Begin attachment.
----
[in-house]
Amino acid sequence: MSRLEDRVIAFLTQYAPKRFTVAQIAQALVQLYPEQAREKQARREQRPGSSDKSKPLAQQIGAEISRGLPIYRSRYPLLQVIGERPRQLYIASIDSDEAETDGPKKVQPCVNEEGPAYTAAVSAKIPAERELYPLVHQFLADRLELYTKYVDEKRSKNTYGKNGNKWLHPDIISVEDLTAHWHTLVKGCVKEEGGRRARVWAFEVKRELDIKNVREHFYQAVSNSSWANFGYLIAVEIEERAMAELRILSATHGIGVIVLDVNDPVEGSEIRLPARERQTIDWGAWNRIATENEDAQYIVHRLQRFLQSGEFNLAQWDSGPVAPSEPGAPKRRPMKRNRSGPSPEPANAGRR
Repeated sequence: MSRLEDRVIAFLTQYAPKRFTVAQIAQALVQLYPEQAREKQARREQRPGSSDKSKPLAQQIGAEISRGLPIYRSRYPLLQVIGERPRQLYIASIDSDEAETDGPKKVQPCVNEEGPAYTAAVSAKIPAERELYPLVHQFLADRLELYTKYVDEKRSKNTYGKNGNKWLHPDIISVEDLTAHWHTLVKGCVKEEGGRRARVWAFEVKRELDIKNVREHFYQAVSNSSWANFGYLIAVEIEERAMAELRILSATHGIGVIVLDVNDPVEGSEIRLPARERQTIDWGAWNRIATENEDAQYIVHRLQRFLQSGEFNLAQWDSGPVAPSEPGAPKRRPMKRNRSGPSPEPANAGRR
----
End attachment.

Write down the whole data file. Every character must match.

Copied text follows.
[in-house]
Amino acid sequence: MSRLEDRVIAFLTQYAPKRFTVAQIAQALVQLYPEQAREKQARREQRPGSSDKSKPLAQQIGAEISRGLPIYRSRYPLLQVIGERPRQLYIASIDSDEAETDGPKKVQPCVNEEGPAYTAAVSAKIPAERELYPLVHQFLADRLELYTKYVDEKRSKNTYGKNGNKWLHPDIISVEDLTAHWHTLVKGCVKEEGGRRARVWAFEVKRELDIKNVREHFYQAVSNSSWANFGYLIAVEIEERAMAELRILSATHGIGVIVLDVNDPVEGSEIRLPARERQTIDWGAWNRIATENEDAQYIVHRLQRFLQSGEFNLAQWDSGPVAPSEPGAPKRRPMKRNRSGPSPEPANAGRR
Repeated sequence: MSRLEDRVIAFLTQYAPKRFTVAQIAQALVQLYPEQAREKQARREQRPGSSDKSKPLAQQIGAEISRGLPIYRSRYPLLQVIGERPRQLYIASIDSDEAETDGPKKVQPCVNEEGPAYTAAVSAKIPAERELYPLVHQFLADRLELYTKYVDEKRSKNTYGKNGNKWLHPDIISVEDLTAHWHTLVKGCVKEEGGRRARVWAFEVKRELDIKNVREHFYQAVSNSSWANFGYLIAVEIEERAMAELRILSATHGIGVIVLDVNDPVEGSEIRLPARERQTIDWGAWNRIATENEDAQYIVHRLQRFLQSGEFNLAQWDSGPVAPSEPGAPKRRPMKRNRSGPSPEPANAGRR